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I need to duplicate processing of this AWK script but cannot figure out what it is doing. Can anyone please advise what the basic function of this script is?

It takes an input file, and creates an output file but I do not have access to either files to see what it is doing. It has something to do with the pipe delimiter which delimits columns in the input file.

{ 
   if (NR == 1) {
     line = $0
     len = length(line)
       newlen = len
     while ( substr(line,newlen-1,1) == "|" )
       {
         newlen = newlen - 1
       }
     line = substr(line,1,newlen-1)
   }
     else {
     print line
     line = $0
     }
 }
 END{
      len = length(line)
      newlen = len
    while ( substr(line,newlen-1,1) == "|" ) {
      newlen = newlen - 1
    }
    line = substr(line,1,newlen-1)
      print line
}
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3 Answers

up vote 3 down vote accepted

it looks like it's trimming all trailing pipe chars on the first and last lines only.

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Ok, this makes sense I suppose the BCP process is creating extraneous pipe chars. Thank you very much. –  DisplacedGuy Jun 6 '11 at 19:10
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Wow, whoever wrote this must have been paid by the line.

The block of code that occurs twice, from len = length(line) to line = substr(line,1,newlen-1), is doing a string transformation that could be simply (and more clearly) expressed as a regular expression replacement. It's calculating the number of | characters at the end of line and stripping them. When the line ends with a character other than |, one character is stripped (this may be accidental). This could be simply performed as gsub(/(\|+|.)$/, "", line), or gsub(/\|+)$/, "", line) if the behavior with no final | doesn't matter.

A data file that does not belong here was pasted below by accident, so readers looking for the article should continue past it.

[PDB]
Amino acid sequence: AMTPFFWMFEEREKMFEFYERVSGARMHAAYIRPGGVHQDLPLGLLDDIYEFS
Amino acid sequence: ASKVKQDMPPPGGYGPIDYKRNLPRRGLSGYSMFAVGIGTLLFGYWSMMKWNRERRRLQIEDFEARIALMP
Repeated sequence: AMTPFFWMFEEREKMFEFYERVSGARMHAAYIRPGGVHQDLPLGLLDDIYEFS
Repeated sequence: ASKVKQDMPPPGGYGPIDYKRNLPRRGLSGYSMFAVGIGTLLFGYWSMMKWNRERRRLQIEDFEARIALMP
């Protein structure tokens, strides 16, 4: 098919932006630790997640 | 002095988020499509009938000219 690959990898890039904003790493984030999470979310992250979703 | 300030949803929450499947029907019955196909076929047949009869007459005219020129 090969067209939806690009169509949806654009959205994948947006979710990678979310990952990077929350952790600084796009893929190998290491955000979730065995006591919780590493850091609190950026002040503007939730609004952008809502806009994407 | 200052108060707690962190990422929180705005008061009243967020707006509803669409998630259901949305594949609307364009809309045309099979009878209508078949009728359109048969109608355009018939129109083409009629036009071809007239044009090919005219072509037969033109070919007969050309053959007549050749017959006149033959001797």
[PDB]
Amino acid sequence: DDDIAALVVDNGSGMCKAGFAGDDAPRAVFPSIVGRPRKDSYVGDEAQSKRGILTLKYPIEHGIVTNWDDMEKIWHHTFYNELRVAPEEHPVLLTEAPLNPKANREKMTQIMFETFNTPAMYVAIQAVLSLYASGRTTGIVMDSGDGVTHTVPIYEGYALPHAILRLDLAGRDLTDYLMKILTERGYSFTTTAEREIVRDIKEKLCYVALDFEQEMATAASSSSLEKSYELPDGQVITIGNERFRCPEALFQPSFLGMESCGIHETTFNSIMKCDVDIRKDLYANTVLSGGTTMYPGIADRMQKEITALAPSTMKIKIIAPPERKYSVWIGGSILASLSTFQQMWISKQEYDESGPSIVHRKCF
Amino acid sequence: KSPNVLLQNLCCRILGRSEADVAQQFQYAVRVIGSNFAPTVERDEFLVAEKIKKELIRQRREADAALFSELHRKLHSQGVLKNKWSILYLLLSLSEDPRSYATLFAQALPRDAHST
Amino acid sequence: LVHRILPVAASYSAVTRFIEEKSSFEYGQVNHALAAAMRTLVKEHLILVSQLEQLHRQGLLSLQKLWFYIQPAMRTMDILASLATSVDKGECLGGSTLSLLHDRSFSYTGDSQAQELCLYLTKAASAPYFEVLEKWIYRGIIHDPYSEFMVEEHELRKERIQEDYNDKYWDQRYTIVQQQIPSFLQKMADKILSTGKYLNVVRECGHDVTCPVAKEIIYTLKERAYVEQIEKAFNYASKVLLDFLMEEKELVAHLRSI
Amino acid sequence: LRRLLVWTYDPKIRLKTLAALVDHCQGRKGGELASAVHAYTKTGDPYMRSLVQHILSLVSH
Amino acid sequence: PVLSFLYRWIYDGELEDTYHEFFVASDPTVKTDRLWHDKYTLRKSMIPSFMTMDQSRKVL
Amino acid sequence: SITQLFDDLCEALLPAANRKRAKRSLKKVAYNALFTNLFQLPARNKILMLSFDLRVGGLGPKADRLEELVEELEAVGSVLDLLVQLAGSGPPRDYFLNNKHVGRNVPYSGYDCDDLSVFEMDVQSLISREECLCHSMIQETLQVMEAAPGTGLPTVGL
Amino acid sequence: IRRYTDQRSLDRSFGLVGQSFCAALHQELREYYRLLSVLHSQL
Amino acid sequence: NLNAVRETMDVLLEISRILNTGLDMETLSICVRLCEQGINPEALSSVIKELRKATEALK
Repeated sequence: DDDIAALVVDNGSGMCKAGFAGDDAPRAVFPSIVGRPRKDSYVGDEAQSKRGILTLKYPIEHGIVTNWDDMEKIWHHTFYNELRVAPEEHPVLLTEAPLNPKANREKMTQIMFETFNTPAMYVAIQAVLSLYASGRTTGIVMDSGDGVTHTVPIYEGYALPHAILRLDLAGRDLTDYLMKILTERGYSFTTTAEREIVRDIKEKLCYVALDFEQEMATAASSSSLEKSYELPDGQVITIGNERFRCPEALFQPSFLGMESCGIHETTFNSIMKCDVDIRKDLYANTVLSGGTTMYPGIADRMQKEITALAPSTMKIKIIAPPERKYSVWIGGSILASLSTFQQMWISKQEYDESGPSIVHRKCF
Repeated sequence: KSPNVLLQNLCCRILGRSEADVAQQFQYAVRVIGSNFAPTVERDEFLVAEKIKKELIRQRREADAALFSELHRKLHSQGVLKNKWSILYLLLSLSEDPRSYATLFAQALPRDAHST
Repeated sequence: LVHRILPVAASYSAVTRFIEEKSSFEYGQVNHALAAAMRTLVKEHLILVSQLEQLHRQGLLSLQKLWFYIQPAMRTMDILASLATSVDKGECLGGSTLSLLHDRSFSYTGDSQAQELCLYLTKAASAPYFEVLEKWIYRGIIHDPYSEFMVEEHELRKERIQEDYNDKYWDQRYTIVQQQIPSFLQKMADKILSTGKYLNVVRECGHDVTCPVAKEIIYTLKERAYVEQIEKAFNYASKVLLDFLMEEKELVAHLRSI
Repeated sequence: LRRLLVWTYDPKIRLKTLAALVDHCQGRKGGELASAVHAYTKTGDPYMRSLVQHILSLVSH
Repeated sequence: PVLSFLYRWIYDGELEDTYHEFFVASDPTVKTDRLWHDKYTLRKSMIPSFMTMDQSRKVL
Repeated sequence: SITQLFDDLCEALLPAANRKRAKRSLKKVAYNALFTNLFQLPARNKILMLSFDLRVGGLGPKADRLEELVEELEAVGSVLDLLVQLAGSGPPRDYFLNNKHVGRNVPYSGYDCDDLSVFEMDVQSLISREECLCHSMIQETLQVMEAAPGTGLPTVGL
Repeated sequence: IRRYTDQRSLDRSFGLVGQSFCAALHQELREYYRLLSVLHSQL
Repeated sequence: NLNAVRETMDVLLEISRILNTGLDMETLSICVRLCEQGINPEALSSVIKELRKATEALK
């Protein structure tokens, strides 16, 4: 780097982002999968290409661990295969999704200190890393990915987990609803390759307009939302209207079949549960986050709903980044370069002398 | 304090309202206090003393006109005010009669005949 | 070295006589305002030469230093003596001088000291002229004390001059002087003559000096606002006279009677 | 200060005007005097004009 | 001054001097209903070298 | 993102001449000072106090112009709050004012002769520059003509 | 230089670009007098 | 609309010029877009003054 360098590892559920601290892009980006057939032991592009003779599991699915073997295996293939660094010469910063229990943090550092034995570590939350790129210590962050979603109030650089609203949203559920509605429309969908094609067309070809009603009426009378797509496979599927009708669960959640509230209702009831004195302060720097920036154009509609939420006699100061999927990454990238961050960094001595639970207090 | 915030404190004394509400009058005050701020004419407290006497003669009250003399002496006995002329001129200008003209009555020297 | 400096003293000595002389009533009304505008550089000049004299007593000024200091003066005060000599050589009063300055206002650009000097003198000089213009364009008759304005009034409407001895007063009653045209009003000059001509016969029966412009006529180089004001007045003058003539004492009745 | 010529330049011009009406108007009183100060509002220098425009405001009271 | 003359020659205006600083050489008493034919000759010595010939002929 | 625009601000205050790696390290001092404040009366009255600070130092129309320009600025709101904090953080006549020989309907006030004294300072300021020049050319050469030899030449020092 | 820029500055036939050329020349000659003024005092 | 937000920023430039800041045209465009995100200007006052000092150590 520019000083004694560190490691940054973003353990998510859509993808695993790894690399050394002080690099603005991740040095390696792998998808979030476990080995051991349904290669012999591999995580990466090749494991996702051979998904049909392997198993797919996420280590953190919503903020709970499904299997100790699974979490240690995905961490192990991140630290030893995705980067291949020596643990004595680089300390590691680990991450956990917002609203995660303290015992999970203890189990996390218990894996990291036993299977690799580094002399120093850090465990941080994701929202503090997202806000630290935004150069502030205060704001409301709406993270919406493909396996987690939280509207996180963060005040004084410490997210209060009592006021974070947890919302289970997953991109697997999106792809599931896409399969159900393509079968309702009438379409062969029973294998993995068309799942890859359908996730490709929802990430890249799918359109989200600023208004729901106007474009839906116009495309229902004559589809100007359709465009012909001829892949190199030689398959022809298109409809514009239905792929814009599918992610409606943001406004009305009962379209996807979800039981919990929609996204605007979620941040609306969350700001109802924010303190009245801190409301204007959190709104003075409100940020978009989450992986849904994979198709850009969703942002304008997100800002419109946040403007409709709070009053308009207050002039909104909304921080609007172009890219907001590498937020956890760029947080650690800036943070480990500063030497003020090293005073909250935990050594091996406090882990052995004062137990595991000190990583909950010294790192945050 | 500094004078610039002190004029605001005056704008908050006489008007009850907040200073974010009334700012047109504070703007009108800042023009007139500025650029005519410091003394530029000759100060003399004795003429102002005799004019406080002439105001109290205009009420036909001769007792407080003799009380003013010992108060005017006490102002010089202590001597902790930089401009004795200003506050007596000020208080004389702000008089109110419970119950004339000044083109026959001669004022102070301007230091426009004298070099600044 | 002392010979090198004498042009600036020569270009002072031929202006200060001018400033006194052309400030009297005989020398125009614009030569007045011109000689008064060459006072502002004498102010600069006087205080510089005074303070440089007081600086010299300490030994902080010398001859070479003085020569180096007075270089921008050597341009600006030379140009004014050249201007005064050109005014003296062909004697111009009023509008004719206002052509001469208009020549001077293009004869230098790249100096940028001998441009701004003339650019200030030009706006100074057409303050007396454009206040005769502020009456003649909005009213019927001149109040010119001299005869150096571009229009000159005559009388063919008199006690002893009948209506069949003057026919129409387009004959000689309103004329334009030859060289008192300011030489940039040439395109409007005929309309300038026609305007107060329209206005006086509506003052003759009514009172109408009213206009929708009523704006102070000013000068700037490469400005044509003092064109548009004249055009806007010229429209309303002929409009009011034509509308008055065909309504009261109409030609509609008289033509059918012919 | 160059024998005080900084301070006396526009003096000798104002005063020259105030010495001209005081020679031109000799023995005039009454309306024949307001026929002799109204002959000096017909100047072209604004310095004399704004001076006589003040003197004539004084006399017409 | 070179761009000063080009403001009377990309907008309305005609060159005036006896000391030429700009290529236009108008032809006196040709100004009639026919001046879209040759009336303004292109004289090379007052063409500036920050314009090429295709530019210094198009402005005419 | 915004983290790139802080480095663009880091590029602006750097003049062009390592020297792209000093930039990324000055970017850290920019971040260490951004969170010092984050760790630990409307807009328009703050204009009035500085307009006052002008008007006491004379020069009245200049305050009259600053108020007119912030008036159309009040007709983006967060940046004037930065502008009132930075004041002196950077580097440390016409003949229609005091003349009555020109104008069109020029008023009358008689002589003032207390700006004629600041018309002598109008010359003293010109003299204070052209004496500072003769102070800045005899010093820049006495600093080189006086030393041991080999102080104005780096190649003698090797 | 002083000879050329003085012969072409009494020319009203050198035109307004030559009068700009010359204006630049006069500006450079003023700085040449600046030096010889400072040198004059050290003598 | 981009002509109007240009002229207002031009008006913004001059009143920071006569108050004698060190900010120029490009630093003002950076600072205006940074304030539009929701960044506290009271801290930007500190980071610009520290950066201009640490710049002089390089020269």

As for the overall structure, there are three parts in the code: what's done for the first line (if (NR == 1) {…}, what's done for other lines (else {…}), and what's done after the last line (END {…}). On the first line, the variable line is set to $0 transformed. On subsequent lines, the saved line is printed then line is set to the current line. Finally the last line is printed, transformed. This print-previous-then-save-current pattern is a common trick to act differently on the last line: when you read a line, you can't know whether it's the last one, so you save it, print the previous line and move on; in the END block you do that different thing for the last line.

Here's how I'd write it. The data flow is similarly nontrivial (but hardly contrived either), but at least it's not drowned in a messy text transformation.

function cleanup (line) { gsub(/(\|+|.)$/, "", line); return line }
NR != 1 { print prev }
{ prev = (NR == 1 ? cleanup($0) : $0) }
END { print cleanup(prev) }
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Nice, informative. +1'ed –  stefgosselin Jun 6 '11 at 22:35
    
Cool, thanks for example. +1'd –  DisplacedGuy Jun 7 '11 at 20:03
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I may be wrong but on quick glance it seems to filter out the | caracter in a file.

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That is what I was thinking too... do you think it is removing the character entirely or leaving a blank it's place? It was taking a delimted database file (bcp from sybase) so I'm thinking they were removing the delimiters. Possibly removing the header record?? –  DisplacedGuy Jun 6 '11 at 17:46
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